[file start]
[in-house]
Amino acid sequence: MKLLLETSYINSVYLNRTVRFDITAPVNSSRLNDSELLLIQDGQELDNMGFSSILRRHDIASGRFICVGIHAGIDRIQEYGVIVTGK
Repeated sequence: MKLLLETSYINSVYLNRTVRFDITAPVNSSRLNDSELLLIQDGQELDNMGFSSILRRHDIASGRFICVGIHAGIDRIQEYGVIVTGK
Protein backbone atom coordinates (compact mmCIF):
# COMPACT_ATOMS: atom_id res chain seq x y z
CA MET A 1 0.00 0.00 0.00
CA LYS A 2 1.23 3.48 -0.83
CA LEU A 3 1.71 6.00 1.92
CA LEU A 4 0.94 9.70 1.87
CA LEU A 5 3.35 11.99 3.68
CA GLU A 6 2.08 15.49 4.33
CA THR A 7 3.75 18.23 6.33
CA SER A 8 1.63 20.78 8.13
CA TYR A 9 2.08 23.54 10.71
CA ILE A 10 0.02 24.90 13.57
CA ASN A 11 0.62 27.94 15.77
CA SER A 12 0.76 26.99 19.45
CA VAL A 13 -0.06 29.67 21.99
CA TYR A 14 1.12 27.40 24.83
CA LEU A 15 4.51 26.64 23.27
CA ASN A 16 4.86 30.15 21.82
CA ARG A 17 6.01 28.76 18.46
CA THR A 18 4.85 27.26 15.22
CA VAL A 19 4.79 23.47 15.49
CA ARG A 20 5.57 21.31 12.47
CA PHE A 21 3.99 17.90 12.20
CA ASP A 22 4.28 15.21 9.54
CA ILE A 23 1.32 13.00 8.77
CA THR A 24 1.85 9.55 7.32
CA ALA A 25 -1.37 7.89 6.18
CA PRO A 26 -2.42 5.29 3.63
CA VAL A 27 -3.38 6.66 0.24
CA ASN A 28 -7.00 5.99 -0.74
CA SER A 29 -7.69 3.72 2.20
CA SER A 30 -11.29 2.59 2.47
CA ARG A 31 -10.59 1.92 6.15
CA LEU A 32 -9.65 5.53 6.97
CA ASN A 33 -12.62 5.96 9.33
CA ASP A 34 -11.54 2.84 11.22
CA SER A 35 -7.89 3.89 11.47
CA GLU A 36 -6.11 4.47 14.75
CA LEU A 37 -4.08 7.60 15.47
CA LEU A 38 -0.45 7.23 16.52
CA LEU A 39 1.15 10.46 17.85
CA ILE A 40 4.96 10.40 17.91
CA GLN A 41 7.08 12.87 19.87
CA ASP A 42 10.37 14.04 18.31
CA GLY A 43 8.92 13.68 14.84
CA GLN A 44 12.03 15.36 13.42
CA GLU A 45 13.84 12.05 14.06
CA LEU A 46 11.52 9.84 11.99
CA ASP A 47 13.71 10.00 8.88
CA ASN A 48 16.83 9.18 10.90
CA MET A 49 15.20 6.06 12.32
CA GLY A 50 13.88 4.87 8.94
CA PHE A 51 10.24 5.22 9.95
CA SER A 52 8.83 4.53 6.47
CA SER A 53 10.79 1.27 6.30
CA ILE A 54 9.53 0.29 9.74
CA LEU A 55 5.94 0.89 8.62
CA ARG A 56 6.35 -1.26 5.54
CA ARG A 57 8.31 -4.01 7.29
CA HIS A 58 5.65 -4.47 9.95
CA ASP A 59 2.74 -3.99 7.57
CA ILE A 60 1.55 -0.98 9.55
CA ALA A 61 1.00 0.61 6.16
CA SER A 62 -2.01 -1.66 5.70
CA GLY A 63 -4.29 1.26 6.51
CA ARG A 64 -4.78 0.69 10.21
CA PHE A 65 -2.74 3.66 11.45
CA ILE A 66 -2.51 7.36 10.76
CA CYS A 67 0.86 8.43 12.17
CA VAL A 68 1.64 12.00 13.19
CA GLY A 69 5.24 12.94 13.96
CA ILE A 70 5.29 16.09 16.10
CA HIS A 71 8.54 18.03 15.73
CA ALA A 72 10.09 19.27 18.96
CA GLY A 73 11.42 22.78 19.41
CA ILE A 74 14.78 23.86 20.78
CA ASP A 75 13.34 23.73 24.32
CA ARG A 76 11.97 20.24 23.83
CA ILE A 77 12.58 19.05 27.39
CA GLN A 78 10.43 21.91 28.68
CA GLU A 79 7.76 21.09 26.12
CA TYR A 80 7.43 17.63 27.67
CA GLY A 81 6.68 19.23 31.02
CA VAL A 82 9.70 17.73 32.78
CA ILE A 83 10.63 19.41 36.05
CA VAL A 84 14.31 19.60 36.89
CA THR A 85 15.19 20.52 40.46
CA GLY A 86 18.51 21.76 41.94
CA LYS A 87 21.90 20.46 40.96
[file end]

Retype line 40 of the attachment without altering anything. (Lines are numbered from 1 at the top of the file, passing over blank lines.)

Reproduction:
CA SER A 35 -7.89 3.89 11.47